[Python-3000] Use cases for type annotations? (WAS: Type parameterization)

Phillip J. Eby pje at telecommunity.com
Sun May 21 18:41:59 CEST 2006

At 08:51 PM 5/20/2006 -0600, Steven Bethard wrote:
>I'd particularly be interested in an example where overloading
>implies() to do something other than issubclass comparisons solves a
>real problem.

The prototype overloads implies() to allow a generic function to imply any 
type that can be passed to the generic function.

The flatten() example then uses this by defining a dummy 'iter()' generic 

RuleDispatch is of course another example; it has its own 'implies()' 
protocol that is used in basically the same way.  Of course, it has lots of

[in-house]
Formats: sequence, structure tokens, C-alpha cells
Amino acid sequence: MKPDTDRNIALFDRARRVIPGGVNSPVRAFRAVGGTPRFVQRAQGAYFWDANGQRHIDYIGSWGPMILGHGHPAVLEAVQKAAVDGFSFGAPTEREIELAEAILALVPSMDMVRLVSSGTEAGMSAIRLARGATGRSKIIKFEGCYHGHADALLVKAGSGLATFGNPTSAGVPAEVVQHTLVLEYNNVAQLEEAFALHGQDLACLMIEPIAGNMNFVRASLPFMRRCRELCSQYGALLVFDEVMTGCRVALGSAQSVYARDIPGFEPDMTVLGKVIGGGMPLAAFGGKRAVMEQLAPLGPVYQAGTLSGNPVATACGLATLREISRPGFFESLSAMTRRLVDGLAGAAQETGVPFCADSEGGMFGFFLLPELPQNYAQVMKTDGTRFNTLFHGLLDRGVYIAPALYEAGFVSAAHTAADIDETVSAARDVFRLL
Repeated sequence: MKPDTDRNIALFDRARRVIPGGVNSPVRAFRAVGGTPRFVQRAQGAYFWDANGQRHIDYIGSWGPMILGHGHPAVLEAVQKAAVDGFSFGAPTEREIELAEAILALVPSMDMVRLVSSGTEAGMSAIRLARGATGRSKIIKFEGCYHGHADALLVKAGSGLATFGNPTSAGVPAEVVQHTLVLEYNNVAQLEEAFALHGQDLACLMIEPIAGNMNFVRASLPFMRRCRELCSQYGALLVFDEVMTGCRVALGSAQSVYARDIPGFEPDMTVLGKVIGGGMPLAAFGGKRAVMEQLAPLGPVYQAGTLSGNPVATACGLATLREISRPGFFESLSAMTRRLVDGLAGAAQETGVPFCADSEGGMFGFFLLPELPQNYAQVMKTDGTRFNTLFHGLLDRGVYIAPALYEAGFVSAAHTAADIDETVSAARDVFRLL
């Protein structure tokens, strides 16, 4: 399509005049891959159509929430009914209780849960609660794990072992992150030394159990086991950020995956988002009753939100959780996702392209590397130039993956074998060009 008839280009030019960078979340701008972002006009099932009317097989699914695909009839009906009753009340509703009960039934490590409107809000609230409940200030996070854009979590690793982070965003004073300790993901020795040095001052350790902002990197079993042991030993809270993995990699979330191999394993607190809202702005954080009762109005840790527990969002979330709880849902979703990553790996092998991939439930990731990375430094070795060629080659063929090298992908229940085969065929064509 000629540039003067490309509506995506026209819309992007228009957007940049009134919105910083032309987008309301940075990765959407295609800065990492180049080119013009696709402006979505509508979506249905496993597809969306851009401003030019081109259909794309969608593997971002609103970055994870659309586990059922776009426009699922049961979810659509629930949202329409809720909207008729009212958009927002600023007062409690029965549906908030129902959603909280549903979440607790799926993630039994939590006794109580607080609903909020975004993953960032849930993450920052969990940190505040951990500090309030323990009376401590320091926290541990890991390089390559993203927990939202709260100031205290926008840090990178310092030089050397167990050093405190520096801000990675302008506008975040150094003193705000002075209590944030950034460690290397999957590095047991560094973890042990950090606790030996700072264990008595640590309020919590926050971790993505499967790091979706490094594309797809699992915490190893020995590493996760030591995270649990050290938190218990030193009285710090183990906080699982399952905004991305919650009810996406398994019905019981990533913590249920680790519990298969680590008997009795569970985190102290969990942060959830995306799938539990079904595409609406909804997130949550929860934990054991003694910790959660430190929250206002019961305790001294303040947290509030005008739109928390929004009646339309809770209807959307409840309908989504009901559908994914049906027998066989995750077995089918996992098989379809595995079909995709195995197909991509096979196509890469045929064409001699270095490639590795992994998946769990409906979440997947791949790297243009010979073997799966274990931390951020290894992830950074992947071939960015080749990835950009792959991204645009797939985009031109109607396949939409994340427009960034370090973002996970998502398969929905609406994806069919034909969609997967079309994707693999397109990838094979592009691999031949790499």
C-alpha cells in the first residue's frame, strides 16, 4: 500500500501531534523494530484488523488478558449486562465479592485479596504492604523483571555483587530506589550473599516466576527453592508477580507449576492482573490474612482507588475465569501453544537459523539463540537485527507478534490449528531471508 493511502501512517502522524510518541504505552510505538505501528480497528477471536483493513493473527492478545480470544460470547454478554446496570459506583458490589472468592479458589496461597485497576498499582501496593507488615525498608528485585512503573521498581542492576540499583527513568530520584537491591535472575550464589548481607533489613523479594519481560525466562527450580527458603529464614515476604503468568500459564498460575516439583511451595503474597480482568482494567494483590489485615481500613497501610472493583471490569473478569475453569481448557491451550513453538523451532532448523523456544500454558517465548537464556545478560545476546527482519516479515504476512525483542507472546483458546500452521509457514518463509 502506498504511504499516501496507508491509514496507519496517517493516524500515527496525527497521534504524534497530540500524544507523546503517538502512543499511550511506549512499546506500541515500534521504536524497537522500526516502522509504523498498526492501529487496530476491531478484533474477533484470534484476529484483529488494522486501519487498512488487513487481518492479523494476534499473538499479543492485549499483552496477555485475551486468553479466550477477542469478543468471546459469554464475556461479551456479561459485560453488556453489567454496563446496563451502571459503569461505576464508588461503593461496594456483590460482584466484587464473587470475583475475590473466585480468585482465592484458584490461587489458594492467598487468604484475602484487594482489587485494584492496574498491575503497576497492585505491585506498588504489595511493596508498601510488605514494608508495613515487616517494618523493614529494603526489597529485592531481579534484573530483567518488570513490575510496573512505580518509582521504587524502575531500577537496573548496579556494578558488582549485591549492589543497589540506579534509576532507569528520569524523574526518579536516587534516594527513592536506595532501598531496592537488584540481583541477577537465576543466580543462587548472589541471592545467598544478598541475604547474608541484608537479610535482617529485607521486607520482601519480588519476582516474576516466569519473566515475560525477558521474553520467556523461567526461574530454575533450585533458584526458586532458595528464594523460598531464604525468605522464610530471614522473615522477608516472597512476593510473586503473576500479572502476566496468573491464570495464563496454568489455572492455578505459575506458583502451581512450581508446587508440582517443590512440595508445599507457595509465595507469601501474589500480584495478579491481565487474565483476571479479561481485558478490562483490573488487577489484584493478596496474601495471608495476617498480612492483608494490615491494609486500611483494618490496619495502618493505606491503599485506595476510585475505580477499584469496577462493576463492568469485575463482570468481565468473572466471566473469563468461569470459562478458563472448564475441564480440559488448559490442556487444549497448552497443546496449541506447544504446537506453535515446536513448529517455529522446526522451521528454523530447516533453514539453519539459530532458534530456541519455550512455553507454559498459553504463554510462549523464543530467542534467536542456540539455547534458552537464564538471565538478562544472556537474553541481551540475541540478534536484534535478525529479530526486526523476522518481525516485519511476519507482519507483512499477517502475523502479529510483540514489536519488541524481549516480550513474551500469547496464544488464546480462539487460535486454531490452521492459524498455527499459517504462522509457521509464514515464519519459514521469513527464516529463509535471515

types that implement implies(), since it supports isinstance(), 
issubclass(), comparison operators, object identity checks, etc.  So 
anything that people use RuleDispatch for is essentially a "real problem" 
being solved by overloading of implies().

The Overload3K implementation is a restricted subset of what RuleDispatch 
does, in that Overload3K never performs tests directly on arguments, only 
on the arguments' types.  However, a RuleDispatch implementation based on 
Overload3K could still use the same implies() function that Overload3K 
does, albeit only for inter-signature priority comparisons.

Anyway, the main thrust of the prototype was to answer the then-current 
discussion about interfaces and typeclasses and the like.  I wanted to show 
that an open-ended system (based on the 4 concepts in my post immediately 
previous to this one) would allow interfaces, typeclasses, or whatever the 
heck else people want, to be implemented through a common base system that 
would also be extensible to full predicate dispatching for people who want 

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